Operative vs. Nonoperative Management of Flexor Tenosynovitis: An Analysis of the National Readmissions Database
Justin D Sawyer, MD1; Michael W Neumeister, MD2; Steven Scaife, MS3
1Institute For Plastic Surgery, Southern Illinois University School of Medicine, Springfield, IL; 2Institute for Plastic Surgery, Southern Illinois University School of Medicine, Springfield, IL; 3Southern Illinois University School of Medicine, Springfield, IL
Introduction Pyogenic flexor tenosynovitis (PFT) is a severe infection of the flexor tendon sheath in the digits of the hand. The condition can lead to debilitating outcomes or amputation if undertreated or diagnosed late. Current treatment strategies include nonoperative management with IV antibiotics, closed tendon sheath irrigation, and continuous postoperative irrigation, yet there is no consensus regarding when non-operative treatment is appropriate. We have used the National Readmissions Database, Healthcare Cost and Utilization Project (HCUP) to characterize the readmission patterns of patients diagnosed with PFT and compare the outcomes of operative and nonoperative management.
Materials and Methods ICD-10 codes were used to identify patients admitted with PFT from 2016-2019. We identified the baseline comorbidities and characteristics using the National Readmissions Database, Healthcare Cost and Utilization Project (HCUP). We then identified the top ten diagnoses of 90-day readmissions. A multivariate regression analysis was then performed to identify factors associated with 90-day readmissions. Patients were then separated into two groups: those that underwent drainage of the flexor tendon sheath vs. those who did not undergo operative intervention based on ICD-10 PCS procedure codes. Baseline characteristics between the two groups were then compared, and 90-day readmission rate, amputation rate, and length of stay were then determined amongst the two groups.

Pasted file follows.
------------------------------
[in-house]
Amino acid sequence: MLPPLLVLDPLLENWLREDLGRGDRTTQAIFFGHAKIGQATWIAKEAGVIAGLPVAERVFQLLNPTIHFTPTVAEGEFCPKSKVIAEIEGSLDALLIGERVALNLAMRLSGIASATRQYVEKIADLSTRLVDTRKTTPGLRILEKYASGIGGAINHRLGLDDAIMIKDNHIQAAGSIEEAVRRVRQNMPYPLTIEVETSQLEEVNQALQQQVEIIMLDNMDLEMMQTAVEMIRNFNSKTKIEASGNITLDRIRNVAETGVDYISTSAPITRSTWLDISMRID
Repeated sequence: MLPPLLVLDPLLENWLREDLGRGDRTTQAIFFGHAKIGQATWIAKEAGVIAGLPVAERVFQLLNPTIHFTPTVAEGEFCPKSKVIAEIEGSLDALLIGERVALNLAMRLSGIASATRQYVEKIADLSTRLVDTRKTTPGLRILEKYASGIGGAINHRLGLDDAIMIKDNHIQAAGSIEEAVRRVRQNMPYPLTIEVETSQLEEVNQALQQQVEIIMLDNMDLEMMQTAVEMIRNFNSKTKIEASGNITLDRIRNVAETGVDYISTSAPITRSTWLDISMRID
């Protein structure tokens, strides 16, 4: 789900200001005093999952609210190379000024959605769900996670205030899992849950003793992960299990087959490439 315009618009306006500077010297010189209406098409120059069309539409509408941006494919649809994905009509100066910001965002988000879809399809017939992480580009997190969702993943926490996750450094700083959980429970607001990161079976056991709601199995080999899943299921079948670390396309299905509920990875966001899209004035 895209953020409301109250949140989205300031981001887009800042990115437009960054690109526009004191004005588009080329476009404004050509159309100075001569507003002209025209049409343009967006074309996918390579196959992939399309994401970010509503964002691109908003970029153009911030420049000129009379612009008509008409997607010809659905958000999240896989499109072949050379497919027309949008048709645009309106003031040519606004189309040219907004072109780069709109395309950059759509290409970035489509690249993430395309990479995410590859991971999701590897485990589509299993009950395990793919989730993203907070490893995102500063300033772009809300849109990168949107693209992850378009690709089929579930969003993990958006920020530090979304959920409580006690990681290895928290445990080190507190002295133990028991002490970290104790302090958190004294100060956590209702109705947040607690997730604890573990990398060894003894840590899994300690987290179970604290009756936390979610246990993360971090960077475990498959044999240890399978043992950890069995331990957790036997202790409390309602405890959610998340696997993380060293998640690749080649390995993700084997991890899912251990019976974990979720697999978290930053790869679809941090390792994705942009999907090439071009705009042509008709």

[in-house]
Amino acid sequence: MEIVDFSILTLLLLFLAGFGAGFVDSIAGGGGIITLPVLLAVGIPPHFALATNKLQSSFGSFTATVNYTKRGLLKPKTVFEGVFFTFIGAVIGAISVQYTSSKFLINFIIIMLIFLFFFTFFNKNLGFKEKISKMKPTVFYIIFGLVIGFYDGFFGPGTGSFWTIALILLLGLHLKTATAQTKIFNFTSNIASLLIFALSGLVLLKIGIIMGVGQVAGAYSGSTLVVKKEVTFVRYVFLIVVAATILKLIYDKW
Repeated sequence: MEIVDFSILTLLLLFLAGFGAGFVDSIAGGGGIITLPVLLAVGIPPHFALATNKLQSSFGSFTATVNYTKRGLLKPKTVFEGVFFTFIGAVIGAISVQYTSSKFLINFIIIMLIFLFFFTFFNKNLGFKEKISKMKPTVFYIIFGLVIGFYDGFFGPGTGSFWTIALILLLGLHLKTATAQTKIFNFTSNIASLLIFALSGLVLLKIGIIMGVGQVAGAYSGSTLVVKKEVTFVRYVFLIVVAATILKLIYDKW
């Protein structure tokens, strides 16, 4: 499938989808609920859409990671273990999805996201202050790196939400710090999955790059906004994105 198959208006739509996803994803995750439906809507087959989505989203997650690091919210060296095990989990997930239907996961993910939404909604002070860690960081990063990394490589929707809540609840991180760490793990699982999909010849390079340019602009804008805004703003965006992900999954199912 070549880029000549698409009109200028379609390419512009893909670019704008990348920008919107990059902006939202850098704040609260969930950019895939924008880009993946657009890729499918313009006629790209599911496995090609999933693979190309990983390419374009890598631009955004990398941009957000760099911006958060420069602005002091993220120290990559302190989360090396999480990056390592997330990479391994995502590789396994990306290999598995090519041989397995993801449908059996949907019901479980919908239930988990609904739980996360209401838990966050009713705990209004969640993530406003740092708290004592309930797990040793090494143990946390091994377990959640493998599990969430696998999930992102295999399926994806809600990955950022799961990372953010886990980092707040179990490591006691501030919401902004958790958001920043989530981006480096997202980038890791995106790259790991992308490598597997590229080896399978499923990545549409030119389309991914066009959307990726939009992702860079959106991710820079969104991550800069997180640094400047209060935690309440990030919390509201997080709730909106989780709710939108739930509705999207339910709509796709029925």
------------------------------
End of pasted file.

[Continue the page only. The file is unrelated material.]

Results We identified a weighted count of 16,596 cases of PFT. The overall 90-day readmissions rate was 13.25% for all comers. 9/10 of the leading diagnoses associated with readmission were infectious sequelae. The variables associated with 90-day readmission on multivariate regression analysis were higher Charlson Comorbidity Index (OR=1.28, (1.226-1.336), hypertension (OR=1.348 (1.149-1.580)), Medicaid vs. private insurance payer (OR=0.614 (0.486-0.777)), longer initial length of hospital stay (OR-1.041 (1.028-1.055)), and lack of operative intervention (OR=0.833 (0.716-0.970)). 90-day readmission rate (3.71% vs 9.58%, p = 0.0002) and amputation rate (1.12% vs 3.71%, p <.0001) were significantly higher in the nonoperative group.
Conclusions Operative intervention led to fewer hospital readmissions and fewer amputations. In addition, worse baseline comorbidities (higher Charlson Index), and Medicaid vs. private insurance were associated with greater likelihood for 90-day readmission.
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